Since personal values are stable and desirable for people, they are difficult to change (Sagiv and Roccas, 2017); therefore, selection processes must consider these to make possible development of people in a direction that promotes IP. With a common framework of values related to the IP, developing an agreement, coordination and integration around innovation through training and performance management processes would be easier.

Except for the NWF, most of our findings are consistent with the academic literature. However, a remarkable exception is the involvement's absence of effect on IP (H8) (see Figure 2). This finding contradicts Sadegh Sharifirad and Ataei (2012), who found evidence of involvement's positive impact on the propensity to innovate. We proposed two possible explanations. First, involvement is more related to following behavior than disruption in the Costa Rican context. In this sense, employees' level of commitment would be more determined by complying with the status quo than by promoting change. It does not mean involvement is unnecessary, but its potential benefits do not transmit through the IP, and it could be through other mechanisms.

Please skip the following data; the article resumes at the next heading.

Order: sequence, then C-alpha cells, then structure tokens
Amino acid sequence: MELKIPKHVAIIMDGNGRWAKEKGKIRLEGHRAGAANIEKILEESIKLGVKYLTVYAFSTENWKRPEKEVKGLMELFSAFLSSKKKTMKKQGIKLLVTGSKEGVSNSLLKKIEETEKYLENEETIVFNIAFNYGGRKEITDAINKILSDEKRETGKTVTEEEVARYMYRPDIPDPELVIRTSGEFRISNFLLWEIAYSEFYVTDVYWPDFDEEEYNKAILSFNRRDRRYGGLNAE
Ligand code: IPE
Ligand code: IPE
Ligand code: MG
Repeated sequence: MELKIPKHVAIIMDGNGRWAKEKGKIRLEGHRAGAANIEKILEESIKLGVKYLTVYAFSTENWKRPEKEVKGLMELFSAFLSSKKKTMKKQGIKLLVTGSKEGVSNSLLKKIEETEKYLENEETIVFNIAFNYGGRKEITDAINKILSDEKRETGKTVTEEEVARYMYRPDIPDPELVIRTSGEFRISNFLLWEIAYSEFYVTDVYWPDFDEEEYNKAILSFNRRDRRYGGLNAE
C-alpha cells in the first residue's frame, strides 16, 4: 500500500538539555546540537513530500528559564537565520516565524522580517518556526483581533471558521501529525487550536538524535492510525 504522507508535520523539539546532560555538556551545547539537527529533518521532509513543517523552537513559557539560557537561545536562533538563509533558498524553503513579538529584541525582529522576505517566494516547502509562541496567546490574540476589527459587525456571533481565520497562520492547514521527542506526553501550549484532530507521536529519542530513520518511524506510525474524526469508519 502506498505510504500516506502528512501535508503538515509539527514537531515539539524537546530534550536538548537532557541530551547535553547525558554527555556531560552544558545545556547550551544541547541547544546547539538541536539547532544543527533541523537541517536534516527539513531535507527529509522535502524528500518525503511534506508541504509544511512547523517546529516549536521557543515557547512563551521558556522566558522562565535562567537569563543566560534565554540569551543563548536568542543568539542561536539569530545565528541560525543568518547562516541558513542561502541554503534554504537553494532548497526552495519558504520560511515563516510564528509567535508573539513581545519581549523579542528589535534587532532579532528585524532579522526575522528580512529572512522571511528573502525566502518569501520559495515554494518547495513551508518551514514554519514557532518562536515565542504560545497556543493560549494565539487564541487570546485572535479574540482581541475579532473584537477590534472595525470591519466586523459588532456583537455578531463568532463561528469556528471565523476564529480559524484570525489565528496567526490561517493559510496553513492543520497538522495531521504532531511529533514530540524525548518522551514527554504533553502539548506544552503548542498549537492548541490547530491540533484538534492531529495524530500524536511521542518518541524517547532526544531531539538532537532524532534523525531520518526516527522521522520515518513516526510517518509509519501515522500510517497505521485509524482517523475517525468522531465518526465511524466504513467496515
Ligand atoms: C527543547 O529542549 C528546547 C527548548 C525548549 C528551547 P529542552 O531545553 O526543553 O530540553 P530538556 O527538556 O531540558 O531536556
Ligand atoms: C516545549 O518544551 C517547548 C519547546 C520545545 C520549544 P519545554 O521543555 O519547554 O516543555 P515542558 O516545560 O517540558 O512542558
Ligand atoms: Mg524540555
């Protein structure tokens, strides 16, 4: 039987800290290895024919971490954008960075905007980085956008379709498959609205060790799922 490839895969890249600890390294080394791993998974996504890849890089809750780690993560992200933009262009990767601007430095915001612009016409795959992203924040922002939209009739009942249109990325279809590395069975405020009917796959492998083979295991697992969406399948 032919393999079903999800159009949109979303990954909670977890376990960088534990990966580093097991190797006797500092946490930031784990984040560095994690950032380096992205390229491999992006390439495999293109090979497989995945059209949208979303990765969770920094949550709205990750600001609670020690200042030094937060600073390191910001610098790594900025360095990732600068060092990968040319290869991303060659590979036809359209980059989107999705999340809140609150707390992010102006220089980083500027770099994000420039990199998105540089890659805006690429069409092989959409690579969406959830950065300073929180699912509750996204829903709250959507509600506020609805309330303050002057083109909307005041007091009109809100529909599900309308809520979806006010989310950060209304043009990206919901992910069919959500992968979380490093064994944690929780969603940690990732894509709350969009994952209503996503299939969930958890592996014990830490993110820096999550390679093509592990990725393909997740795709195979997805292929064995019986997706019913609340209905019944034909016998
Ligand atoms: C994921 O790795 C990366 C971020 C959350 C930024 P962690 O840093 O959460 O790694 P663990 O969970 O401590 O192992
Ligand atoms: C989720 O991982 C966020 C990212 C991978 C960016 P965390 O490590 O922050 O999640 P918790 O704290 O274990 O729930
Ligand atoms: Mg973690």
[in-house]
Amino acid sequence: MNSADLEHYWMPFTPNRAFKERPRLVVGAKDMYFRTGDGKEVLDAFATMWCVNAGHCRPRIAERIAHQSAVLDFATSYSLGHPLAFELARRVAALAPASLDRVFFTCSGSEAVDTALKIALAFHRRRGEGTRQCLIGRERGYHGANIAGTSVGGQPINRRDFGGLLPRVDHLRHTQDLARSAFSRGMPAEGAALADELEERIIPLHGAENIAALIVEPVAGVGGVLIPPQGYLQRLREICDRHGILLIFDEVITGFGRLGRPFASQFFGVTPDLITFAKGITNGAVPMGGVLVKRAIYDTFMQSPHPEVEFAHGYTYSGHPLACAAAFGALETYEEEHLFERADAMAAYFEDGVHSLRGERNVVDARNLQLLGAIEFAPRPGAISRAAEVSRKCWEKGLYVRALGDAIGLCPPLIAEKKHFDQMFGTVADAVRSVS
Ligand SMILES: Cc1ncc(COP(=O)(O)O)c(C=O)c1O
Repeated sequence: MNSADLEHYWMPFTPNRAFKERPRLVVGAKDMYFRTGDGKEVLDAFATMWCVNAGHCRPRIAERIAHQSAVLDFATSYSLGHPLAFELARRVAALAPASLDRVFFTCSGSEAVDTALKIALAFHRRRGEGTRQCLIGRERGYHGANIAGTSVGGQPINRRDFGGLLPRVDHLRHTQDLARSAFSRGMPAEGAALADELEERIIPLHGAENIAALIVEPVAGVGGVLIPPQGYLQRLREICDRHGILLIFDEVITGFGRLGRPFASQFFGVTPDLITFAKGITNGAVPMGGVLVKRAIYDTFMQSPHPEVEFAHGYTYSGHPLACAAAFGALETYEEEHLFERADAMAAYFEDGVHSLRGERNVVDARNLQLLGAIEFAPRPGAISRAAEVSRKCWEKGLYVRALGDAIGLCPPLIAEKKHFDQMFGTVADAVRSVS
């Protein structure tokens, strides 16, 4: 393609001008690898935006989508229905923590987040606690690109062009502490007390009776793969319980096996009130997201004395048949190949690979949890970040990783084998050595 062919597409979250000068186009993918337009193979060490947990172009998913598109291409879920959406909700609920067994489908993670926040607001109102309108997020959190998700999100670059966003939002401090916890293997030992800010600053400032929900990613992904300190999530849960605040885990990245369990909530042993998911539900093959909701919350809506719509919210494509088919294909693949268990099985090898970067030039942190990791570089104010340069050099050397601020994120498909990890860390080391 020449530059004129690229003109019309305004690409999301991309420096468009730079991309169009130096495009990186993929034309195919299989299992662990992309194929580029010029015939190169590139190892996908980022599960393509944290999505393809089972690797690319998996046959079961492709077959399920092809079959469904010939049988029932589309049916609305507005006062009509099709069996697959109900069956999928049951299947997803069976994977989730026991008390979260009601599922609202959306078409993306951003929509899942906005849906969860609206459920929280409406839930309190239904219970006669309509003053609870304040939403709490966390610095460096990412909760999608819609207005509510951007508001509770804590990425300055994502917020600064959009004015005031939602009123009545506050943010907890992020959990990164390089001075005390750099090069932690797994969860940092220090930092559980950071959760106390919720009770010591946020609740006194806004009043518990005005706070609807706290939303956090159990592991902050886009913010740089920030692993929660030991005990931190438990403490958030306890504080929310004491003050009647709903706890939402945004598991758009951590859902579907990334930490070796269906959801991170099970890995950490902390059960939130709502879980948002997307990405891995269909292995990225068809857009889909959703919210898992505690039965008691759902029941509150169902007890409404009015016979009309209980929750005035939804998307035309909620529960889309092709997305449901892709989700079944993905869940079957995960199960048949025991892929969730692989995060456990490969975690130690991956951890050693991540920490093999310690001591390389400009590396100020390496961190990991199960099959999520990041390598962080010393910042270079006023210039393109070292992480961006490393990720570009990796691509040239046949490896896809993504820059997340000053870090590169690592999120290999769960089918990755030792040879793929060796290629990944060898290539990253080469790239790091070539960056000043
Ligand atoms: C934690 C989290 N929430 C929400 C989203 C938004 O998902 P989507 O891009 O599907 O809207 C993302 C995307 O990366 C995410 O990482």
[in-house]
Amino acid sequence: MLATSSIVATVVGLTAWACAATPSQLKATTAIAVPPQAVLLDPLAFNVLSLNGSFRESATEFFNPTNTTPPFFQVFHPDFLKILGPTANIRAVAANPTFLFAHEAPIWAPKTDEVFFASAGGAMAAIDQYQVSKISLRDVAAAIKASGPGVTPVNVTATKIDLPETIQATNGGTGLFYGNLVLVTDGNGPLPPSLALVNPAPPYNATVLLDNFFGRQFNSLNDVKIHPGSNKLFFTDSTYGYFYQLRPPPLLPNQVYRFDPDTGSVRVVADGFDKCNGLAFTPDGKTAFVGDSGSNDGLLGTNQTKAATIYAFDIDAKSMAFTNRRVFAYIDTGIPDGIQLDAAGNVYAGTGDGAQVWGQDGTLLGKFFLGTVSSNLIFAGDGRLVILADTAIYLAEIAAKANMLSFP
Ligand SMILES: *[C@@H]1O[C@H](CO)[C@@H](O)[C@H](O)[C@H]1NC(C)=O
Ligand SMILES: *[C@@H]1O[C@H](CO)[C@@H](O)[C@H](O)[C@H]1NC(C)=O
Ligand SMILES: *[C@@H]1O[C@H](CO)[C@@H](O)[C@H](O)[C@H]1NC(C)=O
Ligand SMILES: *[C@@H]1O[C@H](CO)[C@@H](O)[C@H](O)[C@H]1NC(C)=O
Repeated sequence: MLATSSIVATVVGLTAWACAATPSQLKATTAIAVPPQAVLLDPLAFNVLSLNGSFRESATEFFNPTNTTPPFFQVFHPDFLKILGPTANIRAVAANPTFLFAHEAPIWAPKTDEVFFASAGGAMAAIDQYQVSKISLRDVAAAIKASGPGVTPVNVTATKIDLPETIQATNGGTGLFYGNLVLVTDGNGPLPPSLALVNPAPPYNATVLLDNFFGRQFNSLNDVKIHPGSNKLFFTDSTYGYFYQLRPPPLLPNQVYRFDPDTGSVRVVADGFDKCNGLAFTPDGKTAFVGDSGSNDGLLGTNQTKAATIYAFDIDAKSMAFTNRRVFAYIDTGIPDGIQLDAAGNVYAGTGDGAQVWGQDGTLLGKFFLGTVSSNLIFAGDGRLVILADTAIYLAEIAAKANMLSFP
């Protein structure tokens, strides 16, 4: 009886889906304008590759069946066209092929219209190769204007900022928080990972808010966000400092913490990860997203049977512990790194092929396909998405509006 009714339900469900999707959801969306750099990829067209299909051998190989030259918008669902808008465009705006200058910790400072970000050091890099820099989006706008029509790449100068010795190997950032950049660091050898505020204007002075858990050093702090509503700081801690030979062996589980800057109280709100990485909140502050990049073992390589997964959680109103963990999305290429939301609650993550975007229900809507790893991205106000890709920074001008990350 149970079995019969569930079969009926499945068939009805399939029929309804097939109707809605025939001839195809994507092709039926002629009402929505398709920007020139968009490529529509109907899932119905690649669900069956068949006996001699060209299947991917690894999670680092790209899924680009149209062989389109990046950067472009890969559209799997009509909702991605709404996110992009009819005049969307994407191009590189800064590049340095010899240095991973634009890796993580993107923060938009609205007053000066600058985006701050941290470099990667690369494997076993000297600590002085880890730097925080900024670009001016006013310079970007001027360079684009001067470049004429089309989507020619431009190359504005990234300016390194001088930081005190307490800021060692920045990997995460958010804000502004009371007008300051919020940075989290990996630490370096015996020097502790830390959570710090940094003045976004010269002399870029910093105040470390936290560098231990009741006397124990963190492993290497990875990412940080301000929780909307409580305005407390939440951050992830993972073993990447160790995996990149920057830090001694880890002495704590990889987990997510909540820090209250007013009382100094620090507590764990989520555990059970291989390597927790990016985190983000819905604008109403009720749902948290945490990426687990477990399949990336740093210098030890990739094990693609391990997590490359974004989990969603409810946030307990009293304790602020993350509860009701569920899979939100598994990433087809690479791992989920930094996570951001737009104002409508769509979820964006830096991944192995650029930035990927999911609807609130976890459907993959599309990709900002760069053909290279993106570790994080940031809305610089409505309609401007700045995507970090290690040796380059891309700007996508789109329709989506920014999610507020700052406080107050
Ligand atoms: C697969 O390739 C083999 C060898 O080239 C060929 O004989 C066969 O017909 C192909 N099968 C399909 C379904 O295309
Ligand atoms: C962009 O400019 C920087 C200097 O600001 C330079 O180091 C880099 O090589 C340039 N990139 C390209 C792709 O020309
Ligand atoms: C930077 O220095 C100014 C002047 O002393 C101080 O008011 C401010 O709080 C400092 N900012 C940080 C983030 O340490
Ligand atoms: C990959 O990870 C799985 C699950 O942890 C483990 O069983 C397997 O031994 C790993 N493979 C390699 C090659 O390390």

Second, there is a substantial difference between the DOCS conceptualization of involvement and the job involvement construct. DOCS assess three practices that foster worker involvement: a. empowerment, d. teamwork, c. capability development (Denison, 2001). Nevertheless, job Inivolvement alludes to the importance of work to a person's self-concept, reflected in an attitude of being focused and concerned about one's job (Diefendorff et al., 2021). While one outcome of involvement is innovative behavior (Huang et al., 2019), the two constructs differ substantially. In comparison, DOCS focuses on the perception of organizational practices (system level), while job involvement in attitudes (individual level). Moreover, the antecedents of job involvement go beyond what the DOCS captures. It includes personality traits, job characteristics, leadership, organizational practices and stressors, among others (Diefendorff et al., 2021).

Concerning IP's impact, results showed a substantial effect on the OP. In this sense, in the Costa Rican context, one way to improve the organization's competitiveness is to promote its IP, and the impact is considerable. The specific indirect effect on OP indicates that the best way to improve OP through IP is to boost mission (b* = 0.33) and adaptability (b* = 0.29). Interestingly, the strategic efforts to consolidate consistency affect IP; however, they do not impact OP significantly. Compared to the extant literature (VU, 2020; Hu et al., 2017; Rousseau et al., 2016), our study offers a much more refined analysis and provides critical clues on how to amplify the impact of IP over OP. However, in the future, it will be necessary to evaluate the IP impact on a broader range of performance measures to get a more comprehensive panorama.